Zélus is a synchronous language in the style of Lustre [12] and Lucid Synchrone [8] but extended to model hybrid systems that mix discrete-time and continuous-time signals. An example is a system that mix a (discrete-time) model of real-time control software that executes in closed loop with a model of its physical environment described by a Ordinary Differential Equations. More intricate interactions between discrete- and continuous-time behaviors can be expressed, like, for instance, continuous-time PID controllers or hybrid automata with several running modes, each of them being defined by an ODEs (the so-called hybrid automata). Zélus provides basic synchronous language constructs—difference and data-flow equations, hierarchical automata, and stream function definitions—in the style of Lustre [12] and Lucid Synchrone [8]. Continuous-time dymamics are expressed by ODEs with events defined as zero-crossings.
The expressiveness of the language is deliberately constrained to statically ensure determinism and the generation of loop-free sequential code that runs in bounded time and space. Moreover, code is generated identically for both embedded targets and simulation. For source programs with ODEs, the generated sequential code is paired with a numerical solver to approximate the continuous-time dynamics. Zélus’s main features are:
A clock is termed discrete if it has been so declared or if it results from the sub-sampling a discrete clock or a zero-crossing. Otherwise, it is termed continuous.
It is possible to reset a continuous variable defined by an ODE on a discrete clock. A zero-crossing occurs when a continuous-time signal crosses zero from a negative value to a positive one during integration. Conceptually, a timer is a particular case of a zero-crossing event, even if the actual implementation is more specific.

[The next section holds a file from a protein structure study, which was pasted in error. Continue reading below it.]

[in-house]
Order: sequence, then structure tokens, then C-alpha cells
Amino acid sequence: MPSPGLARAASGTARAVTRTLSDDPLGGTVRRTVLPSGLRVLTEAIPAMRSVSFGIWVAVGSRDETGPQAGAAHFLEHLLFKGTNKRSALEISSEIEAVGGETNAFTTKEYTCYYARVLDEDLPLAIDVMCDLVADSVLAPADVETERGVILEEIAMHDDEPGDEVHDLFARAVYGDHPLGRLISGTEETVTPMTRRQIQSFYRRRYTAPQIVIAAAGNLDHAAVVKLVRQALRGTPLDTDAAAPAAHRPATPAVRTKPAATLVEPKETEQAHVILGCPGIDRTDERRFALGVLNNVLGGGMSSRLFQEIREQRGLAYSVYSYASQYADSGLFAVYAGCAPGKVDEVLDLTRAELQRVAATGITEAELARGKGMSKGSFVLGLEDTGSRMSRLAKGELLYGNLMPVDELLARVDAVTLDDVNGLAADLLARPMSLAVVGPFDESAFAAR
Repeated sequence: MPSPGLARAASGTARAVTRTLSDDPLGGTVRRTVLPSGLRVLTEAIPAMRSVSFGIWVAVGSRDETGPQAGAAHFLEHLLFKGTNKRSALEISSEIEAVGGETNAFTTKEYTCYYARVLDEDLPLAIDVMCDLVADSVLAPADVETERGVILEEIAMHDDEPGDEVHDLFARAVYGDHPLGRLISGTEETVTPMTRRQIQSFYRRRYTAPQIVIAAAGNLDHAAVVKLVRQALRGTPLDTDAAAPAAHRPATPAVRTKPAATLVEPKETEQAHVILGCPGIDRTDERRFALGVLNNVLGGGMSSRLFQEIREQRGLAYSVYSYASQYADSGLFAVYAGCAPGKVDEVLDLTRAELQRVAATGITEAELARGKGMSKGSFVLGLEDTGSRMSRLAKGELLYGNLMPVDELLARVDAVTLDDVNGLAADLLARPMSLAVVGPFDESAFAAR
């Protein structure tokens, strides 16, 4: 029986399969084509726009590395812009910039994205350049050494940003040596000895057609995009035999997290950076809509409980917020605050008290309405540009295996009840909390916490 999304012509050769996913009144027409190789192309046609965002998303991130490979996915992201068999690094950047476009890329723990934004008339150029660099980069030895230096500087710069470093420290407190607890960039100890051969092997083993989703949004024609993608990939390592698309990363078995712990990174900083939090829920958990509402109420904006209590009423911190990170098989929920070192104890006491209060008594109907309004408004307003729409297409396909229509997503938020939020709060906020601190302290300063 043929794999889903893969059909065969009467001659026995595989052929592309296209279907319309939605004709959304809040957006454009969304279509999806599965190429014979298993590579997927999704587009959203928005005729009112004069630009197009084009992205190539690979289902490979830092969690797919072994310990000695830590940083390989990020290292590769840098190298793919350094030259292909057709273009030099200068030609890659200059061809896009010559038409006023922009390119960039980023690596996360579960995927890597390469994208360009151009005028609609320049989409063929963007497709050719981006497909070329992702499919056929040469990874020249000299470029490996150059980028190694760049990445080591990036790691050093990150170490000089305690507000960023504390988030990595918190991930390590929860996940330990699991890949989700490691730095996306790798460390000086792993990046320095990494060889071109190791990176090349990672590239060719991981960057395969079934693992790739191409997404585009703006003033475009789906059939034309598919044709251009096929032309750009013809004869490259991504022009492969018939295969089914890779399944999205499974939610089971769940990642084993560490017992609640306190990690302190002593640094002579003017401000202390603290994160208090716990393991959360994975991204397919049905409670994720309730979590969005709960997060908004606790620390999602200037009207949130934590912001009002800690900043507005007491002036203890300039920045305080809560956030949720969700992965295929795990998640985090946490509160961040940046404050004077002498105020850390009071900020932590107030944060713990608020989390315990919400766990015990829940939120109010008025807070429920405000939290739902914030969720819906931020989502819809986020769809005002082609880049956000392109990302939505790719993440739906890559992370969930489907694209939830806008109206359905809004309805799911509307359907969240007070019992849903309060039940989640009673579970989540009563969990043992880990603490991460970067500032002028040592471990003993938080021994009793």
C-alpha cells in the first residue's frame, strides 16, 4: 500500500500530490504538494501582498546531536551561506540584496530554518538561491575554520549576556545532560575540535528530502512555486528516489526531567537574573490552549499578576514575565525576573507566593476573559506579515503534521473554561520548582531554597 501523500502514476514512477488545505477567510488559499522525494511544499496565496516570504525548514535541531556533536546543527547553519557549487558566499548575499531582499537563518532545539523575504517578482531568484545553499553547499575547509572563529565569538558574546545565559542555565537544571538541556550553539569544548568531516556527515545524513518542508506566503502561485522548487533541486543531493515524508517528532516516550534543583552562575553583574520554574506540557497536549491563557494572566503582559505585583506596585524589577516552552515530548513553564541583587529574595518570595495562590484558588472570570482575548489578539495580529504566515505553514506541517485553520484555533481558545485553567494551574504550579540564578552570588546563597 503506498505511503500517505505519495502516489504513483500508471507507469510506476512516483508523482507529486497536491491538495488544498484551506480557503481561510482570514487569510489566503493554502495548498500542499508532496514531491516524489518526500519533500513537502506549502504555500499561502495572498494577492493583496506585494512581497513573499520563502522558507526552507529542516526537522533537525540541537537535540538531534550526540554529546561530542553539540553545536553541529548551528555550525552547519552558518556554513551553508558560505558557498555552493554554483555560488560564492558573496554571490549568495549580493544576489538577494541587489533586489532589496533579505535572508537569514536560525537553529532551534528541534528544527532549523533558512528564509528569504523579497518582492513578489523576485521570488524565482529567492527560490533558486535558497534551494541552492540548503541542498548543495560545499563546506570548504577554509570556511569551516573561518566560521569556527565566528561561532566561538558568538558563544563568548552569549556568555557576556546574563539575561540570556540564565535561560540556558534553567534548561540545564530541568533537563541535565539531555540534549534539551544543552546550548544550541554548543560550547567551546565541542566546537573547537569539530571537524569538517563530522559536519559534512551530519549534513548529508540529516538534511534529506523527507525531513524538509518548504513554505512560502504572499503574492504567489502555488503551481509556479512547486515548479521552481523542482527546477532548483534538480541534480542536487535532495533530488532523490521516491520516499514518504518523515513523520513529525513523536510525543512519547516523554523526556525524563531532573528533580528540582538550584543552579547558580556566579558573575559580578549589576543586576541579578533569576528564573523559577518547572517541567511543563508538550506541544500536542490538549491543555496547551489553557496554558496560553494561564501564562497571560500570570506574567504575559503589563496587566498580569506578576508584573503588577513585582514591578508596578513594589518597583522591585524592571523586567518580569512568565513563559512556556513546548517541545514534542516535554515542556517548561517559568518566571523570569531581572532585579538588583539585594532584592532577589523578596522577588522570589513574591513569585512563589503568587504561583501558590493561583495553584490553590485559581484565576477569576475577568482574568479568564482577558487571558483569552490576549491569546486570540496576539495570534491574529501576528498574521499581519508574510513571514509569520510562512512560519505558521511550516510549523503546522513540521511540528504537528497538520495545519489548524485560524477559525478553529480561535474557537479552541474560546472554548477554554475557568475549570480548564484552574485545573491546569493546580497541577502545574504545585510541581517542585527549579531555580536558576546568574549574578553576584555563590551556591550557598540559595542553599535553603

Zélus is a research prototype that exhibits a new way of defining a hybrid systems modeling language based on the principles and techniques of synchronous languages. Its expressive power for modeling physics is limited to ODEs, unlike Modelica which is based on DAEs. Research papers on the design, semantics and implementation of Zélus are available at http://zelus.di.ens.fr.
The implementation is written in, and generates programs in OCaml, which must be installed.
Zélus, version 1.2: | http://zelus.di.ens.fr |
Objective Caml, version 4.02.1 | http://www.ocaml.org |
The language is experimental and evolves continuously. Please send comments or bug reports to Timothy.Bourke@inria.fr or Marc.Pouzet@ens.fr.
This software includes the OCaml run-time system, which is copyrighted INRIA, 2015.
This software is a research prototype that takes considerable time to develop. If you find it useful, please consider citing our work [6] and sending us comments.